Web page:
D.he district executive of the FDP decided on Monday evening to accept the invitation from the Greens to coalition negotiations. “We are sure that we made it very clear in the exploratory negotiations what content we want to bring into a coalition,” said the parliamentary group leader in the city council, Annette Rinn, at a late hour. “We’re going in there with a big chest.” Rinn made it clear once again that she had no doubts about the correctness of this course. Jamaica probably played no role at all in the deliberations of the Greens, which is why an extended traffic light with the Greens, SPD and Volt is the sensible solution. At the weekend she also achieved “significantly more approval than rejection” from the base of her party, said the politician, who, if a coalition is formed, could throw her hat into the ring for a departmental post.
The FDP is now calling a district members meeting that will take place next Monday. In the evening, the district executive also discussed whether the exploratory sheet should be published, as the left did on Friday. However, the decision was made against it because the exploratory partners had agreed to maintain secrecy, said Rinn, and they wanted to stick to it. The FDP could have documented what positions it took in the explorations with the Greens – and would have met accusations of revealing too many liberal positions. “The CDU said yes to everything,” said Rinn, that was not the case with the FDP.
Smart move by the Greens?
From the SPD one can hear that the decision of the Greens for a traffic light expanded by Volt is a clever move by the Greens. Such an alliance, which not least divides the bourgeois camp, could also have a signal effect beyond Frankfurt, it is said. Mayor Peter Feldmann (SPD) did not want to comment on Monday that the Greens had announced that he would “no longer be part of the coalition”. Feldmann’s spokesman pointed out that talks about a coalition had not even started. After the explorations, the negotiators of the Greens announced at the weekend that the mayor would no longer chair the coalition round, so that his role was “clearly defined”. This was discussed in the explorations with the SPD.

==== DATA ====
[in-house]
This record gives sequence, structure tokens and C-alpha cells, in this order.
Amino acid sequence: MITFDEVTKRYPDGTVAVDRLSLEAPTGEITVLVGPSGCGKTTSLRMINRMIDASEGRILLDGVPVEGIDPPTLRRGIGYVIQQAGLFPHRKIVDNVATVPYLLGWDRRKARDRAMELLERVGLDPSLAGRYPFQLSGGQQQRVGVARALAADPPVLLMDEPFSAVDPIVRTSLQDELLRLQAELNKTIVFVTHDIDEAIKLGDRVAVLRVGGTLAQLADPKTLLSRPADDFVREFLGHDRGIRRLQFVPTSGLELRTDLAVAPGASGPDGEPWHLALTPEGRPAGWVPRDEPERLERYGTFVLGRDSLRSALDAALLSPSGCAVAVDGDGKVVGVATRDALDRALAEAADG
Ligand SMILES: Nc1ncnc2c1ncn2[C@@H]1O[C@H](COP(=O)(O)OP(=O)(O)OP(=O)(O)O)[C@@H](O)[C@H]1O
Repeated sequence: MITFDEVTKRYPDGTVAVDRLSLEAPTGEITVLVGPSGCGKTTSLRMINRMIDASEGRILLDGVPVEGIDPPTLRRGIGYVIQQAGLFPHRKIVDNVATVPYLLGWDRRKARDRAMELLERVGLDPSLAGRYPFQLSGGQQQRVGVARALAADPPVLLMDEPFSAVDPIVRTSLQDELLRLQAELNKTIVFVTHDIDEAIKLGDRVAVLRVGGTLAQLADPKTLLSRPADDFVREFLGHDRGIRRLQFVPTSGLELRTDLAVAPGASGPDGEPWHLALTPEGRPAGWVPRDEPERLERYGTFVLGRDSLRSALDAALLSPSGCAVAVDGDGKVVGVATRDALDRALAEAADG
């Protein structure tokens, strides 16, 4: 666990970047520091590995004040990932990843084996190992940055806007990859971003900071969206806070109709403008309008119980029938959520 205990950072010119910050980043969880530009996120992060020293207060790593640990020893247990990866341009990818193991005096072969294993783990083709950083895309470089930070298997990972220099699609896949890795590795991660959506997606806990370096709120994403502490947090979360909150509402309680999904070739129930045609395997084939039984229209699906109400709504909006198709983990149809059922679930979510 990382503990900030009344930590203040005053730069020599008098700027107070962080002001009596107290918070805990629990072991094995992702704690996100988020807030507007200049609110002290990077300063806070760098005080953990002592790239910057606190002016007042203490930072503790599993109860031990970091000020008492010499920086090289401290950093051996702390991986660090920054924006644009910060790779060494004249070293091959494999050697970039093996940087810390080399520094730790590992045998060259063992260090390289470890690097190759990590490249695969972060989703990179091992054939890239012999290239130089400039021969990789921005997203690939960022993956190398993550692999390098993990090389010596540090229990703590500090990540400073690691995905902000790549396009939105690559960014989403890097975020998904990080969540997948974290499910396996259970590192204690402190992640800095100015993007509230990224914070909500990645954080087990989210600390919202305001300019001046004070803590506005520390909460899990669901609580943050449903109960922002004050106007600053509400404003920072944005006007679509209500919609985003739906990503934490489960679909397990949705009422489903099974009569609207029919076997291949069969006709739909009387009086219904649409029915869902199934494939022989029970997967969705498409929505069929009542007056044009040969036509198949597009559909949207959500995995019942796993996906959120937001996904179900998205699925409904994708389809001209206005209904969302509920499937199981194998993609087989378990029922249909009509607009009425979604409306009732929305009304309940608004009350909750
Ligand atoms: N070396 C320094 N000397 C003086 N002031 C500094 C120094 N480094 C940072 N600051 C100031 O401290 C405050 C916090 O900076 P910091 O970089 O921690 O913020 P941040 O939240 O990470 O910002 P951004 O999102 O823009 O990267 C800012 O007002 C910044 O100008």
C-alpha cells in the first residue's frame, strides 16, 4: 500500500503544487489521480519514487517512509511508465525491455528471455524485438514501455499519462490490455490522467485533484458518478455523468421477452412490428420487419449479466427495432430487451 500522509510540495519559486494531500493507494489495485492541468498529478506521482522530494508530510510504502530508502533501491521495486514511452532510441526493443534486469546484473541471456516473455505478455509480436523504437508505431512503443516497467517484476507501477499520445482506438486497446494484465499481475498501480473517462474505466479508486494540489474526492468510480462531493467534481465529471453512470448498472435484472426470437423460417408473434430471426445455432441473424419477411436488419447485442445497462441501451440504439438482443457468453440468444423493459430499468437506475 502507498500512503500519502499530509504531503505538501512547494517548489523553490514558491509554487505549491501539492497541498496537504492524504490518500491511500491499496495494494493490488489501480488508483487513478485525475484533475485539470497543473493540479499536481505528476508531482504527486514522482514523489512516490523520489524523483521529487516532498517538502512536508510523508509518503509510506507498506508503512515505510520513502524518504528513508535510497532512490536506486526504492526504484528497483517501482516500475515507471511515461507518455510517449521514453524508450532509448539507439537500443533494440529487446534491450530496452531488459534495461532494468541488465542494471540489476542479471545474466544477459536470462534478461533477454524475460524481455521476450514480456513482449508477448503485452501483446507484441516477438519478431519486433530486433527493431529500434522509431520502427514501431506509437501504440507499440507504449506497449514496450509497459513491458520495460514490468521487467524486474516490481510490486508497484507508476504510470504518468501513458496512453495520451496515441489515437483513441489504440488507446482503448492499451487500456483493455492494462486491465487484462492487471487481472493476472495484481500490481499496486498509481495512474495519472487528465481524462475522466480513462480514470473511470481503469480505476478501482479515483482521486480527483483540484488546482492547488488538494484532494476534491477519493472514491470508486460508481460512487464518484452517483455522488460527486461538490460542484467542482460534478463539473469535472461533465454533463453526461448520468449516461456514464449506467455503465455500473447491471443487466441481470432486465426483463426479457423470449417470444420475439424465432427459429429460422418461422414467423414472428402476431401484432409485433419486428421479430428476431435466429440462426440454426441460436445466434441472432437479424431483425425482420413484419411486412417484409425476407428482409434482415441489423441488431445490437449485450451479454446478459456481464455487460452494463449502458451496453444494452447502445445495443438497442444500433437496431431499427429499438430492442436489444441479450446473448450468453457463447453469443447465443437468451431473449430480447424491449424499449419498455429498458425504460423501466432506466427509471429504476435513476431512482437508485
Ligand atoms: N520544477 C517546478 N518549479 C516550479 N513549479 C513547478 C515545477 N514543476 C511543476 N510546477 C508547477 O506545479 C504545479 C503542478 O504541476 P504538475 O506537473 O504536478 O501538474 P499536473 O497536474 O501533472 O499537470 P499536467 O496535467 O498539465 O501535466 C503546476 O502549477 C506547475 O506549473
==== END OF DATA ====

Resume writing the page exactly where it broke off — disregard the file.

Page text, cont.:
SPD leader Mike Josef said: “The directly elected mayor is part of the magistrate, and there will be an exchange in the committees provided for this.” Josef called the planned alliance with the Greens, the FDP and Volt an “opportunity for a new one Together”. He sees “no insurmountable cliffs for a trusting cooperation in the next five years”. Josef, whose party had supported the construction project on Günthersburgpark during the election campaign, also explicitly mentioned the common goals in climate policy. Both the executive board of the Frankfurt SPD subdistrict and the parliamentary group and the executive boards of the local associations unanimously approved “that we should start coalition negotiations”.
The parliamentary group leader of the SPD, Ursula Busch, also spoke of good opportunities for cooperation and a “completely new project for the socio-ecological restructuring of Frankfurt”. At the same time, she called the SPD a “self-confident partner with her own ideas” and pointed out that it was important to “minimize” the damage caused by Corona and to pursue a sustainable financial policy.
The Greens allow themselves a little break after the intensive deliberations in the exploratory group, in the parliamentary group and with the party base. The coalition talks could, it is said, begin as soon as all interlocutors have obtained the consent of their parties. As reported, the smallest partner of the desired coalition, the pro-European Volt party, cleared the way for coalition negotiations over the weekend. On Saturday evening, the members agreed to the relevant discussions in a voting round.
The Greens do not yet have a detailed schedule for the coalition talks. The Greens had determined at their general meeting on Friday evening that the goal was to conclude the negotiations by the city council meeting on May 20.
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